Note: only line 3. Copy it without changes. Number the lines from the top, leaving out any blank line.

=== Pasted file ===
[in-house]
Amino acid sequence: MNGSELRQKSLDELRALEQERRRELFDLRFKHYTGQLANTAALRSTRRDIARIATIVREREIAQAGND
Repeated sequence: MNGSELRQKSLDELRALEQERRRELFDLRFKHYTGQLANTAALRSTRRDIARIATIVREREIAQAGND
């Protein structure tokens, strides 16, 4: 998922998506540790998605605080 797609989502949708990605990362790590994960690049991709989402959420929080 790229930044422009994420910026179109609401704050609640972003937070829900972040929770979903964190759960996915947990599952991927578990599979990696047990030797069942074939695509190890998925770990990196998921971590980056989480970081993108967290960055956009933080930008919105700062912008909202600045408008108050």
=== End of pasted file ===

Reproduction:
Repeated sequence: MNGSELRQKSLDELRALEQERRRELFDLRFKHYTGQLANTAALRSTRRDIARIATIVREREIAQAGND